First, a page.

Middlesbrough is known for an assortment of things including its days as the North East's "Ironpolis", its imposing Transporter Bridge and highly cherished football team. The industrial northern town is, perhaps, lesser known for its Flamenco but, thanks to guitarist and singer Mark Boden, Whitby was offered a taste of Teeside's musical tapas with a sassy Saturday afternoon performance from Flamenco Con Fusion. This four-piece combo, consisting of guitarists Boden and Phil Philo, bassist Jamie Donnelly and cajon player James McCann, proved that music doesn't necessarily need to be in the blood to be passed through the heart. Boden's guitar solos and passionate vocals are just as fiery as some of the best Flamenco players out there and the band's North Sea stage performance justly gathered an excitable crowd with its readings of music by such eminent Spanish artists as Paco de Lucia and Camarón de la Isla.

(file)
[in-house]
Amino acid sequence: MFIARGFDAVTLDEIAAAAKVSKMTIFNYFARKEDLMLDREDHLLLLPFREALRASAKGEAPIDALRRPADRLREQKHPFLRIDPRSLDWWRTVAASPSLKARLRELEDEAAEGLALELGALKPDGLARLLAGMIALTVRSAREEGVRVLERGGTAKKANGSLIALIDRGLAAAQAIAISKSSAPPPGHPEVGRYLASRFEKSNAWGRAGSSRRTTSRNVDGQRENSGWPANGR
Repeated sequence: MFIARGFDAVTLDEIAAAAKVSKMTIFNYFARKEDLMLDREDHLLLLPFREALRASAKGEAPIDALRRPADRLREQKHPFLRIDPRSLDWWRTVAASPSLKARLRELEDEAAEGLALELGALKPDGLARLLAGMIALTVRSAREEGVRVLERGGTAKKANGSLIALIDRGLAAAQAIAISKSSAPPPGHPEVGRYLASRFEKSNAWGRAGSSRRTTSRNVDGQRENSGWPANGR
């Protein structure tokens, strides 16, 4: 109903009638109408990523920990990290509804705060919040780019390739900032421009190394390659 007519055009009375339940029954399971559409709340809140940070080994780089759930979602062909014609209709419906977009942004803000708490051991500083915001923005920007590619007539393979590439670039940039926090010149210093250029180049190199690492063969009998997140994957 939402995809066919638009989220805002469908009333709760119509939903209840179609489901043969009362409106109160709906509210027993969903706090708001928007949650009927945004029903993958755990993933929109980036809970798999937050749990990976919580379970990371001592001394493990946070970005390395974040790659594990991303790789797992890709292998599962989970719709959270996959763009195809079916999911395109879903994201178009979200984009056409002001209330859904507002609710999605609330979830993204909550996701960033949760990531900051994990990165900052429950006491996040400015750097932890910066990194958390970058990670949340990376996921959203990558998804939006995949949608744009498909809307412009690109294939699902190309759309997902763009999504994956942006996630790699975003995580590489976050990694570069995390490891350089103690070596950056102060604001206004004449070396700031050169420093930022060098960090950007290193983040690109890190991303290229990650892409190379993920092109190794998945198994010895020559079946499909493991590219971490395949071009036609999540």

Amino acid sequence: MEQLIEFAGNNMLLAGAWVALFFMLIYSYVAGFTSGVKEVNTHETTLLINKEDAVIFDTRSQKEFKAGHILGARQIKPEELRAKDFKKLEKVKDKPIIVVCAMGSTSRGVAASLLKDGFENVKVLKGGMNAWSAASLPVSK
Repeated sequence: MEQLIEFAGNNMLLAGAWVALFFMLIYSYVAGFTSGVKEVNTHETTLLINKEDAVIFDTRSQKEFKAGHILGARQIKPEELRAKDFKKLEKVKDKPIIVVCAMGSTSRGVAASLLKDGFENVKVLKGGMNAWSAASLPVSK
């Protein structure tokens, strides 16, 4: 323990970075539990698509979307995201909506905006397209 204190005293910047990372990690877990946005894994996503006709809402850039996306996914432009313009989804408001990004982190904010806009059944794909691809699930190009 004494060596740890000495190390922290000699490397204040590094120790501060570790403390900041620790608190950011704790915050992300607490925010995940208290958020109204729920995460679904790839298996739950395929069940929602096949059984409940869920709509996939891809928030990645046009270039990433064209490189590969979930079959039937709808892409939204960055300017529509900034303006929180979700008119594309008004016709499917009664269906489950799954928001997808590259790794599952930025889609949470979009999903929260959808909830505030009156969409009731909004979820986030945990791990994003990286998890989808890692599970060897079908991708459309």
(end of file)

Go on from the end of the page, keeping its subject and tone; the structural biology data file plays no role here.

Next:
Poets have brought an extra dimension to this all-embracing, forward-thinking festival over the years and this year was no different. Indeed, you could do far worse than invite one of the country's best performance poets to twice entertain the Whitby crowd, and Lemn Sissay's performances didn't disappoint. Familiar to BBC Radio 4 listeners for his appearances as presenter and guest on many a programme and to readers and theatre goers for his poetry collections and plays, Manchester poet Lemn Sissay is never more engaging than on stage. His comfortably excitable performances at this year's festival proved that, in the right hands, poetry can literally burst off the page and stage with all the joy and passion of the diverse musical acts on this year's bill. Perhaps this has something to do with the fact that, for all his poetic prowess and skills as a literary wordsmith, Lemn Sissay is one of the funniest comedians you'll ever see. His poetry, at times devastatingly truthful and insightful, is perfectly balanced and, at times informed, by his refusal to take the world too seriously. The term "life-affirming" can be applied to a select few contemporary poets, but Lemn earns the description with even the shortest of pieces. And whilst his infectious brand of comedy often lays the foundation for his poems, the hard lessons of his youth seem to set up some of his most engaging moments of irresistible wit. He was joined on stage at this year's festival by a cast of supporting characters, each of them voiced by Sissay himself, creating several moments of complex conversations in the noisy room of his split-personality. Even Roger McGough, so exquisitely rendered, made an impromptu appearance. But despite the sheer exhilaration of Sissay's stage patter, it was his fine selection of poems that provided the highlights. From his Immigration RSVP, which takes only three short verses to expose the imbecility of racism to his Invisible Kisses, a love poem that will surely last as long as those of Shakespeare and Donne, Lemn's readings of his poems reminded his audiences that poetry is infinite in its abilities to inform, to entertain, to fight hatred and advocate love.